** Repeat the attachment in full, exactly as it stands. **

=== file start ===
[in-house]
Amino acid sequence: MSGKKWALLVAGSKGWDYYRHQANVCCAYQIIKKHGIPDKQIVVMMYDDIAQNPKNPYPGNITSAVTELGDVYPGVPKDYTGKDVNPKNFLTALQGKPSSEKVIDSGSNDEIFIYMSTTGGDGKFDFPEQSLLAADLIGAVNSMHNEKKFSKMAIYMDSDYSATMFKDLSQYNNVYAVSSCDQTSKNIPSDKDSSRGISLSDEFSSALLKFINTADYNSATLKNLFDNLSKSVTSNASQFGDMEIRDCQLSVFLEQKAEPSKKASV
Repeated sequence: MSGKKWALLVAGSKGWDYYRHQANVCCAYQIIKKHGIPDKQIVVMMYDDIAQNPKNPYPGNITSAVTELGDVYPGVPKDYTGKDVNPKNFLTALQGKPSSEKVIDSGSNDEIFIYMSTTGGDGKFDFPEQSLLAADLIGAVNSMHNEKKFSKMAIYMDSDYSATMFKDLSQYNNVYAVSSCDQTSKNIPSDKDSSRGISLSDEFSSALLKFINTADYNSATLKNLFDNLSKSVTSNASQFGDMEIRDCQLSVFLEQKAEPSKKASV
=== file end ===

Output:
[in-house]
Amino acid sequence: MSGKKWALLVAGSKGWDYYRHQANVCCAYQIIKKHGIPDKQIVVMMYDDIAQNPKNPYPGNITSAVTELGDVYPGVPKDYTGKDVNPKNFLTALQGKPSSEKVIDSGSNDEIFIYMSTTGGDGKFDFPEQSLLAADLIGAVNSMHNEKKFSKMAIYMDSDYSATMFKDLSQYNNVYAVSSCDQTSKNIPSDKDSSRGISLSDEFSSALLKFINTADYNSATLKNLFDNLSKSVTSNASQFGDMEIRDCQLSVFLEQKAEPSKKASV
Repeated sequence: MSGKKWALLVAGSKGWDYYRHQANVCCAYQIIKKHGIPDKQIVVMMYDDIAQNPKNPYPGNITSAVTELGDVYPGVPKDYTGKDVNPKNFLTALQGKPSSEKVIDSGSNDEIFIYMSTTGGDGKFDFPEQSLLAADLIGAVNSMHNEKKFSKMAIYMDSDYSATMFKDLSQYNNVYAVSSCDQTSKNIPSDKDSSRGISLSDEFSSALLKFINTADYNSATLKNLFDNLSKSVTSNASQFGDMEIRDCQLSVFLEQKAEPSKKASV